Crystallography in East and West Africa
November 18, 2015
I have been very fortunate this autumn to visit two markedly different African countries, Kenya and Senegal, on behalf of the CCDC. My first visit was to Nairobi, where Dr Lewis Whitehead of Novartis and I presented a week-long Kongamano: a series of lectures and workshops on crystallographic databases, featuring the Cambridge Structural Database (CSD), and in-silico visualization and modelling applications in drug discovery.
The course was repeated at two different Nairobi universities so we were able to reach nearly 90 Kenyan, Nigerian, Eritrean, Ethiopian, Ugandan and Congolese participants. For the first Kongamano, we headed to Kenyatta University (KU), just within the city limits on the north side of town and reached via the Thika road, a superhighway connecting Nairobi and Thika, used daily by more than 200,000 commuters. The first two full days of workshop flew by, with participants keen to hear about how to use the CSD-System in their research and, for the lecturers among them, how to use the tools to enhance their chemistry course with 3D visualization for the benefit of their students.
Participants in the second half of the Kongamano “An Introduction to Computational Chemistry and In-Silico Visualization” held at the University of Nairobi, Kenya
On the final day of the KU workshop, students rehearsing for a traditional dance performance invited Lewis to join in, but unfortunately our packed schedule meant that we had to leave right after lunch to continue the workshop that same afternoon at the Chiromo Campus of the University of Nairobi (UoN). Chiromo is located at the heart of the city centre but remains an oasis of calm, with buildings and food outlets dotted throughout the campus among beautiful trees and greenery. It is also where the Mitishamba database of Kenyan natural products was established for the benefit of all in Kenya, East Africa and beyond. The two and a half days at UoN were particularly productive and well received by the participants, including the only undergraduate – and, at 20, the youngest – student on the course. Friday night arrived much too early for me and it was soon time to go back to the UK. Asante sana (thank you very much) to all who made me feel so welcome in Kenya, I will be back one day!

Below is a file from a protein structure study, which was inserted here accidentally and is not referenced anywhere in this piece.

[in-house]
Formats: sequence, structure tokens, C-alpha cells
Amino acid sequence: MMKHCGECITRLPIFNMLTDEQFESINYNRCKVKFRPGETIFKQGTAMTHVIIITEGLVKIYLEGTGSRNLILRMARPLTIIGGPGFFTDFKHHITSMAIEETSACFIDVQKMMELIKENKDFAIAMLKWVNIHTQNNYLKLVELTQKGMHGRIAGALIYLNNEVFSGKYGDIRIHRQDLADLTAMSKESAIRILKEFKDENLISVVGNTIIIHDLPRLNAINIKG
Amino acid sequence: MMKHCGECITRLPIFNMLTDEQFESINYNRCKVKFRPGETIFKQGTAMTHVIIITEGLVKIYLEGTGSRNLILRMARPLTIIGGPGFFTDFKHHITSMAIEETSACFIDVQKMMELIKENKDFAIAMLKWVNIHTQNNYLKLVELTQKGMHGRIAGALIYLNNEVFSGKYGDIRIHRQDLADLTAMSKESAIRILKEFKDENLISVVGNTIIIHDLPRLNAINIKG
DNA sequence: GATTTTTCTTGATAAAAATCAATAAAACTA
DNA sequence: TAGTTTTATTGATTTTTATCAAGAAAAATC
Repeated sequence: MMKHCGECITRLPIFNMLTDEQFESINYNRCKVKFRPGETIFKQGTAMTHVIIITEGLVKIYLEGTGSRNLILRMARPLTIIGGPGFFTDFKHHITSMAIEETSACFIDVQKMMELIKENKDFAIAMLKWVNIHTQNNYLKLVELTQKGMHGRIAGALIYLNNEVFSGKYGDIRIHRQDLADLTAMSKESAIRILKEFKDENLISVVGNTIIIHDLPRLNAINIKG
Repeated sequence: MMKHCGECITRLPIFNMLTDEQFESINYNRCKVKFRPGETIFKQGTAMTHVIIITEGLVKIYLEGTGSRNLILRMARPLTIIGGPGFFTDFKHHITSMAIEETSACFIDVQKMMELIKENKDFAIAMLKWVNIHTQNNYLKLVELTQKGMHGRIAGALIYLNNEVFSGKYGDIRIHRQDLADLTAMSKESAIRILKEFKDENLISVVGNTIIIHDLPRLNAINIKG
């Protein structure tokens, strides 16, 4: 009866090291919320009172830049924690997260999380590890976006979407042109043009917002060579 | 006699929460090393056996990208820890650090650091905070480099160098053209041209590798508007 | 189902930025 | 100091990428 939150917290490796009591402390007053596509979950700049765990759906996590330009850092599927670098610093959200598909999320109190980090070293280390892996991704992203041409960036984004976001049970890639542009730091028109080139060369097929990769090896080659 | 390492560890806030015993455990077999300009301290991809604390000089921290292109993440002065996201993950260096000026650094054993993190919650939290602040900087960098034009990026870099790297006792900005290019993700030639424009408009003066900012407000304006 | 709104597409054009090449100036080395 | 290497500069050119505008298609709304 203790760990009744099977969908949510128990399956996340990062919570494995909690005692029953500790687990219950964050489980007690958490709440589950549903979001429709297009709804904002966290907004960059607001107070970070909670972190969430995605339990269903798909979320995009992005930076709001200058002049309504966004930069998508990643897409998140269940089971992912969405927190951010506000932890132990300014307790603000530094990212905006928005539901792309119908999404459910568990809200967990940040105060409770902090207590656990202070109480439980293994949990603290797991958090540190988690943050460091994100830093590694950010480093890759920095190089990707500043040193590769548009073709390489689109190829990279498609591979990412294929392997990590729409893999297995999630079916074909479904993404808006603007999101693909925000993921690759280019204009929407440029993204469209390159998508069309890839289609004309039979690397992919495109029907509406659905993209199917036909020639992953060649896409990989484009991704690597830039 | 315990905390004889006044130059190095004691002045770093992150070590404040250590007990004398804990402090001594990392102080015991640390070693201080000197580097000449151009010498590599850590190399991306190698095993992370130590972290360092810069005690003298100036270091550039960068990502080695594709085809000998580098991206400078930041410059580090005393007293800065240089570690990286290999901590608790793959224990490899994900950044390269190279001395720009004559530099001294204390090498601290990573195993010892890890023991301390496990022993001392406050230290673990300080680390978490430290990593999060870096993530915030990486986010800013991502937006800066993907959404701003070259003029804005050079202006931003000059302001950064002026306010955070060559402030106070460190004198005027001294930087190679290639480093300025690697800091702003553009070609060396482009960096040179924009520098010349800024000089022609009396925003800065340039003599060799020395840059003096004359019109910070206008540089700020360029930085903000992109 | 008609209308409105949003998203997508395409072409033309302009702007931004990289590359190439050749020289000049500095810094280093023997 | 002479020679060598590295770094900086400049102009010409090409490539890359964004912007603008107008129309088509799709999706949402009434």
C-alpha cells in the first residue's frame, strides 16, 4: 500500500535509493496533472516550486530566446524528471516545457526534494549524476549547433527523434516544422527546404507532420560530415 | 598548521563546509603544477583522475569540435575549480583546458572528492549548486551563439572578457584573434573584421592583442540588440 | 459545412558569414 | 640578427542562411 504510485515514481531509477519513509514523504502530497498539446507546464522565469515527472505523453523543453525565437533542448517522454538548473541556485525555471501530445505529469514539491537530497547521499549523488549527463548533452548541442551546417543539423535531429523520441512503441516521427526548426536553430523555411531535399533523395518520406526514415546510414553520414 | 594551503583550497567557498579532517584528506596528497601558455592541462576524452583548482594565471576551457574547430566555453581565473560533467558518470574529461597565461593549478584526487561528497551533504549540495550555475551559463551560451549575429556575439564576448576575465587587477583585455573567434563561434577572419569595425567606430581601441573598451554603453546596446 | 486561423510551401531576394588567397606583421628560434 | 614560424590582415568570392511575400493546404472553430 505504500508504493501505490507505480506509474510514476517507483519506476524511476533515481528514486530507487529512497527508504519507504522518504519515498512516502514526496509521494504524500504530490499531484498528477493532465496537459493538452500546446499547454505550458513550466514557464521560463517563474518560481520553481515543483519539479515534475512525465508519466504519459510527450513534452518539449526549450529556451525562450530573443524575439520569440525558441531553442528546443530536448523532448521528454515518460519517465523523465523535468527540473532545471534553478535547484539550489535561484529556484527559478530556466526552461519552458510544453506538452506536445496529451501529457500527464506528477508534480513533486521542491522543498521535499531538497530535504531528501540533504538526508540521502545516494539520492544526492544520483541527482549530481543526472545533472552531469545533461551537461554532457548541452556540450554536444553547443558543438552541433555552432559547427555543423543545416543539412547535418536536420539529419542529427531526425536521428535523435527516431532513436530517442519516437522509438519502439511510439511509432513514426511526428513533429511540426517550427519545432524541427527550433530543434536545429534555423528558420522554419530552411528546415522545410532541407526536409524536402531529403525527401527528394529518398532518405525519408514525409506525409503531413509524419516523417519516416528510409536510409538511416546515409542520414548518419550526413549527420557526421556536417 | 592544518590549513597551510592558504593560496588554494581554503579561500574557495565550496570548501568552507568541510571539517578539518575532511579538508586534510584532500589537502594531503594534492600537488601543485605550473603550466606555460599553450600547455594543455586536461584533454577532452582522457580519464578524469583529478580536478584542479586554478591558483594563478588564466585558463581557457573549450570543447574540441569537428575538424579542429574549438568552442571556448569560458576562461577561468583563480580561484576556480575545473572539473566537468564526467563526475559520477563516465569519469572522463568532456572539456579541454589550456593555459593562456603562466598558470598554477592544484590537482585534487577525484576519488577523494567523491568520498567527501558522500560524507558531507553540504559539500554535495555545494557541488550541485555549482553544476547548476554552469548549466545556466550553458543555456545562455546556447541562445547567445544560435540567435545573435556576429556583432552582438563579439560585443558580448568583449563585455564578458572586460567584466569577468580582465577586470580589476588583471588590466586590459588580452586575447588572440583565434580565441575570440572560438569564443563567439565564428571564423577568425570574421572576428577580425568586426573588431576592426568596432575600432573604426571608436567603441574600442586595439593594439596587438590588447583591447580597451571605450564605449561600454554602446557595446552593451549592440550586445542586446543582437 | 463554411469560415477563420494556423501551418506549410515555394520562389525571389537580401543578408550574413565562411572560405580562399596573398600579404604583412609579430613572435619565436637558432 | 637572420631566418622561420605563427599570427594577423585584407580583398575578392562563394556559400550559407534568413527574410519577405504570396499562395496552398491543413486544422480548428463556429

After my experiences in Kenya, I headed to Ziguinchor, Senegal, having been invited to present and give a workshop on the CSD at the first Senegalese crystallography school and travelling laboratory. There were over 50 participants from francophone Africa: most from Senegal, but also some from Madagascar, Cameroon, Ivory Coast, Benin, Burkina-Faso and Mauritania. It was to be a very productive week for participants as most had brought with them at least one sample to be analysed, either on the powder or single crystal diffractometers which had been lent for the duration of the workshop by the Bruker company. So they left with their spectra and their structures solved. The time-constrained aspect of the course was compounded by the eheat and humidity, which made the average temperature of 35 degrees feel closer to 43 degrees. Thankfully Senegal is not short of delicious fruits which can be turned into thirst quenching juices.
The school was superbly organized at the university in the town of Ziguinchor, the main city of the Casamance region, about 300 km south of Dakar across the Gambia but easily reached with an internal flight. Ziguinchor is located right on the Casamance river which slowly meanders its way to the Atlantic Ocean, and every morning fishermen were seen expertly guiding their pirogues and bringing back an array of river fishes, some of which certainly ended up on our plates during the week!
Participants in the CSD System training session during the crystallography school and travelling laboratory held at the University of Ziguinchor, Senegal
We were fortunate that, after an initial five days of hard work getting our heads immersed in crystallography, there was a planned excursion which allowed us to see more of the Casamance region. The conference gala dinner in Cap Skirring marked the end of this very successful first Senegalese crystallography school. We now look towards to Dschang in Cameroon for the first pan-African crystallography conference in October 2016, which will no doubt further help shape the advancement of crystallography in Africa and contribute to recognition of the ways it and more general science can benefit the entire continent. A final Jërëjëf to everyone I was fortunate to meet through this school and more specifically to the organisers who clearly showed why Senegal is known for its unforgettable teranga (hospitality in Wolof).